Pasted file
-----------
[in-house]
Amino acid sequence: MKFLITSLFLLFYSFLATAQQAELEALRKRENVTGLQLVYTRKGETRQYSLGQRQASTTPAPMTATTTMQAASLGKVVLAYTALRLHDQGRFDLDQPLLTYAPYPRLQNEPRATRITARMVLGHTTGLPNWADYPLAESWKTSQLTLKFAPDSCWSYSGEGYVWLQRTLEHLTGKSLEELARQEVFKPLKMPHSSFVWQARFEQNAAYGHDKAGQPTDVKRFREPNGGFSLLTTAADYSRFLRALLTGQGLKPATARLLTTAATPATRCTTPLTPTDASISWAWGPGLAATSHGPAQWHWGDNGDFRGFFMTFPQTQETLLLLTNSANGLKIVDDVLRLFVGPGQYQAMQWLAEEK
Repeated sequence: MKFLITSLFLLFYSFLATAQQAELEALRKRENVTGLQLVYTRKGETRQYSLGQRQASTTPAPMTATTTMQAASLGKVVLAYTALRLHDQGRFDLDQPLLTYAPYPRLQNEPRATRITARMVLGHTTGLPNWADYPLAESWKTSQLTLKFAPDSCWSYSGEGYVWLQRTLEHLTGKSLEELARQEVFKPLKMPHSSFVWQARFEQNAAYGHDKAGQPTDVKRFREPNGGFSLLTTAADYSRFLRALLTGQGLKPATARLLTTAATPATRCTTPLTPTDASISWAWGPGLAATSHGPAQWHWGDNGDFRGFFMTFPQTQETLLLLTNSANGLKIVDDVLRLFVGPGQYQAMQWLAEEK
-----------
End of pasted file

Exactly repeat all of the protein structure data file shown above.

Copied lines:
[in-house]
Amino acid sequence: MKFLITSLFLLFYSFLATAQQAELEALRKRENVTGLQLVYTRKGETRQYSLGQRQASTTPAPMTATTTMQAASLGKVVLAYTALRLHDQGRFDLDQPLLTYAPYPRLQNEPRATRITARMVLGHTTGLPNWADYPLAESWKTSQLTLKFAPDSCWSYSGEGYVWLQRTLEHLTGKSLEELARQEVFKPLKMPHSSFVWQARFEQNAAYGHDKAGQPTDVKRFREPNGGFSLLTTAADYSRFLRALLTGQGLKPATARLLTTAATPATRCTTPLTPTDASISWAWGPGLAATSHGPAQWHWGDNGDFRGFFMTFPQTQETLLLLTNSANGLKIVDDVLRLFVGPGQYQAMQWLAEEK
Repeated sequence: MKFLITSLFLLFYSFLATAQQAELEALRKRENVTGLQLVYTRKGETRQYSLGQRQASTTPAPMTATTTMQAASLGKVVLAYTALRLHDQGRFDLDQPLLTYAPYPRLQNEPRATRITARMVLGHTTGLPNWADYPLAESWKTSQLTLKFAPDSCWSYSGEGYVWLQRTLEHLTGKSLEELARQEVFKPLKMPHSSFVWQARFEQNAAYGHDKAGQPTDVKRFREPNGGFSLLTTAADYSRFLRALLTGQGLKPATARLLTTAATPATRCTTPLTPTDASISWAWGPGLAATSHGPAQWHWGDNGDFRGFFMTFPQTQETLLLLTNSANGLKIVDDVLRLFVGPGQYQAMQWLAEEK